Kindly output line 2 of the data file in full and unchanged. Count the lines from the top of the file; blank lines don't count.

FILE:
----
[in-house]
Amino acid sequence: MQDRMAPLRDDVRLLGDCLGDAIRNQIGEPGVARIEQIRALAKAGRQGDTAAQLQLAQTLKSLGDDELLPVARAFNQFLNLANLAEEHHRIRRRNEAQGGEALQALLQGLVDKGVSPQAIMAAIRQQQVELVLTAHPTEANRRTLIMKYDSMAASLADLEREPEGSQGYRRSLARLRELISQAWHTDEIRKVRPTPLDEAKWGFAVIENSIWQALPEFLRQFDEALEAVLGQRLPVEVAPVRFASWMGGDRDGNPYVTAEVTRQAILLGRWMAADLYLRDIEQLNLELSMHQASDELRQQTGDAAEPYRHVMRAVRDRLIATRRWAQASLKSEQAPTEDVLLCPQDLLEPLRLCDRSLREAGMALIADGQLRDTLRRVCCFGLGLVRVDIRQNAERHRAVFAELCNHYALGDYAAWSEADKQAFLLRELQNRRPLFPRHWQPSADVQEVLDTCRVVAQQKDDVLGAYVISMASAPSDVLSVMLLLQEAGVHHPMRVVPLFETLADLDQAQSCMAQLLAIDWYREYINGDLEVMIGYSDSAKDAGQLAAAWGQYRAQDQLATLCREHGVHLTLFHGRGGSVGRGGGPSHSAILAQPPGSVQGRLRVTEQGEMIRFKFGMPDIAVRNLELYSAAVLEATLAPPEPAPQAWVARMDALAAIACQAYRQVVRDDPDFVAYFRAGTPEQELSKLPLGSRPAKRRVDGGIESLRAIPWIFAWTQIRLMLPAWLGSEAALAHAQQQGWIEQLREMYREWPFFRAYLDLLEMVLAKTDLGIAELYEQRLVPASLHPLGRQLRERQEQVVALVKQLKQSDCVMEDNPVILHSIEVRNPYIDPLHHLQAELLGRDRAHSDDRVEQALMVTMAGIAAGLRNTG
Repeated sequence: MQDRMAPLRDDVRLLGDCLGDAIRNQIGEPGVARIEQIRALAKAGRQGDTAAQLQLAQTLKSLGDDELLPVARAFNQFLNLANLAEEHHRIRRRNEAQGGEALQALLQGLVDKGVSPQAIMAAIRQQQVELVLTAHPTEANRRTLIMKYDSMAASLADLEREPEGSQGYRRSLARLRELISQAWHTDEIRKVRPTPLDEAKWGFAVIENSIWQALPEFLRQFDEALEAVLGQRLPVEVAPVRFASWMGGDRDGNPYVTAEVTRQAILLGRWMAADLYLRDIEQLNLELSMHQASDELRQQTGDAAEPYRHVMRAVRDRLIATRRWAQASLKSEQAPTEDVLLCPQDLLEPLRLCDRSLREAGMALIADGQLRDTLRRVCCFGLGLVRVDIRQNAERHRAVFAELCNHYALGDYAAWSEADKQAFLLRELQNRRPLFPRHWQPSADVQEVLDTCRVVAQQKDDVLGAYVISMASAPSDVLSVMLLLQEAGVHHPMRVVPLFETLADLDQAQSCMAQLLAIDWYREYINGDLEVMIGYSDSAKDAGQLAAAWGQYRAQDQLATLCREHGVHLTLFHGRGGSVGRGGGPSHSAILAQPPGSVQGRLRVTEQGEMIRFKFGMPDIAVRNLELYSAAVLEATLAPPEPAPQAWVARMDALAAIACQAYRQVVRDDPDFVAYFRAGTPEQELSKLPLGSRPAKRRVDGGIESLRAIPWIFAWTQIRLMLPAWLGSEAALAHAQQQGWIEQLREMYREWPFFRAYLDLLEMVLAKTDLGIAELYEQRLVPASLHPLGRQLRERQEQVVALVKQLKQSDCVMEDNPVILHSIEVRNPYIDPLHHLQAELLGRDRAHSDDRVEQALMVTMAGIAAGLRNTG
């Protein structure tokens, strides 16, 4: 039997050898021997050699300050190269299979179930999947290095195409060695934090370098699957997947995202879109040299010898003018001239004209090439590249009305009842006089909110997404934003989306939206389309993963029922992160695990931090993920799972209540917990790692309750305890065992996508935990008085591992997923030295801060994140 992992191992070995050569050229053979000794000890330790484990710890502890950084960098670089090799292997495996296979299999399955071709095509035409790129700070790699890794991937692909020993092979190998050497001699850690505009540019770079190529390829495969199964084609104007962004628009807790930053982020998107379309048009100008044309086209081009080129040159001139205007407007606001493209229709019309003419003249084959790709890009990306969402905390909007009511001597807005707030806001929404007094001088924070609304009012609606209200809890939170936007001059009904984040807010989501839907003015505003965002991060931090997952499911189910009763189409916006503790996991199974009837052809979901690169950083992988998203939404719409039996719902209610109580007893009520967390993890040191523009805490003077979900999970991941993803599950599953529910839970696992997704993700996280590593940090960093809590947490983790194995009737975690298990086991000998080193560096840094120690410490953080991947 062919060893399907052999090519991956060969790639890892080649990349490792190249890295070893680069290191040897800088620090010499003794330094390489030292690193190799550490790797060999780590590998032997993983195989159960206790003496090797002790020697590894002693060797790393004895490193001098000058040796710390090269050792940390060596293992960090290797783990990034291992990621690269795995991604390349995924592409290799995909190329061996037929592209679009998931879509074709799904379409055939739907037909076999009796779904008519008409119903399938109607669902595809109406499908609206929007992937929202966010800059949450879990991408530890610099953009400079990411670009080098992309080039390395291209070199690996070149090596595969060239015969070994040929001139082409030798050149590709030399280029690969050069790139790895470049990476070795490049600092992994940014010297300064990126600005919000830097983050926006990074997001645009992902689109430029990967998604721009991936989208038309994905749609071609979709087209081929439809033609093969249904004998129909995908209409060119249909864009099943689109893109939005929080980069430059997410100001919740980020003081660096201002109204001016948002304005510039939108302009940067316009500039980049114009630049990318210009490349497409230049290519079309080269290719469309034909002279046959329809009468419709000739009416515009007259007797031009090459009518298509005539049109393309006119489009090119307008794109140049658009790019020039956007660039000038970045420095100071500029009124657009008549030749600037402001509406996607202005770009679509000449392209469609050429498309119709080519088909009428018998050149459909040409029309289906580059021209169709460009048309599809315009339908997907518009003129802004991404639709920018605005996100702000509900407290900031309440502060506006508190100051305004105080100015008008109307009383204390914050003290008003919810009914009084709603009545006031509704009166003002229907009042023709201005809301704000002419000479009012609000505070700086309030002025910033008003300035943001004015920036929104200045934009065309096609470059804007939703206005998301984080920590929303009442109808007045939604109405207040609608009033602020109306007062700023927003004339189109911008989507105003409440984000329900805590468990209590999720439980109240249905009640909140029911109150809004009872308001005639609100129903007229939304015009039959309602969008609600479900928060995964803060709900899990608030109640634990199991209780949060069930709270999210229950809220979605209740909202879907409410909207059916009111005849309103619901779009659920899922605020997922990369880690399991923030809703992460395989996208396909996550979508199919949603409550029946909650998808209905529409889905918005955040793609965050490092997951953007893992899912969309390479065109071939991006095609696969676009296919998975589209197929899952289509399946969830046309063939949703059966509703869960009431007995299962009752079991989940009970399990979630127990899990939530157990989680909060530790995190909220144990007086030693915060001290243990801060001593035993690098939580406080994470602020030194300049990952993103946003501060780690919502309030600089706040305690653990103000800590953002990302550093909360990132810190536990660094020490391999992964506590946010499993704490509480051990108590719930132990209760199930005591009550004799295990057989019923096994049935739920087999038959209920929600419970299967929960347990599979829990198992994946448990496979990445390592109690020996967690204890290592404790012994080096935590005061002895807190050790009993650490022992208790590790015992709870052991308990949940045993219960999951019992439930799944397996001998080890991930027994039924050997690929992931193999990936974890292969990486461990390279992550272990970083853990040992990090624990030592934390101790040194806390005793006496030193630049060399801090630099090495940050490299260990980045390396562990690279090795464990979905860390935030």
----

Amino acid sequence: MQDRMAPLRDDVRLLGDCLGDAIRNQIGEPGVARIEQIRALAKAGRQGDTAAQLQLAQTLKSLGDDELLPVARAFNQFLNLANLAEEHHRIRRRNEAQGGEALQALLQGLVDKGVSPQAIMAAIRQQQVELVLTAHPTEANRRTLIMKYDSMAASLADLEREPEGSQGYRRSLARLRELISQAWHTDEIRKVRPTPLDEAKWGFAVIENSIWQALPEFLRQFDEALEAVLGQRLPVEVAPVRFASWMGGDRDGNPYVTAEVTRQAILLGRWMAADLYLRDIEQLNLELSMHQASDELRQQTGDAAEPYRHVMRAVRDRLIATRRWAQASLKSEQAPTEDVLLCPQDLLEPLRLCDRSLREAGMALIADGQLRDTLRRVCCFGLGLVRVDIRQNAERHRAVFAELCNHYALGDYAAWSEADKQAFLLRELQNRRPLFPRHWQPSADVQEVLDTCRVVAQQKDDVLGAYVISMASAPSDVLSVMLLLQEAGVHHPMRVVPLFETLADLDQAQSCMAQLLAIDWYREYINGDLEVMIGYSDSAKDAGQLAAAWGQYRAQDQLATLCREHGVHLTLFHGRGGSVGRGGGPSHSAILAQPPGSVQGRLRVTEQGEMIRFKFGMPDIAVRNLELYSAAVLEATLAPPEPAPQAWVARMDALAAIACQAYRQVVRDDPDFVAYFRAGTPEQELSKLPLGSRPAKRRVDGGIESLRAIPWIFAWTQIRLMLPAWLGSEAALAHAQQQGWIEQLREMYREWPFFRAYLDLLEMVLAKTDLGIAELYEQRLVPASLHPLGRQLRERQEQVVALVKQLKQSDCVMEDNPVILHSIEVRNPYIDPLHHLQAELLGRDRAHSDDRVEQALMVTMAGIAAGLRNTG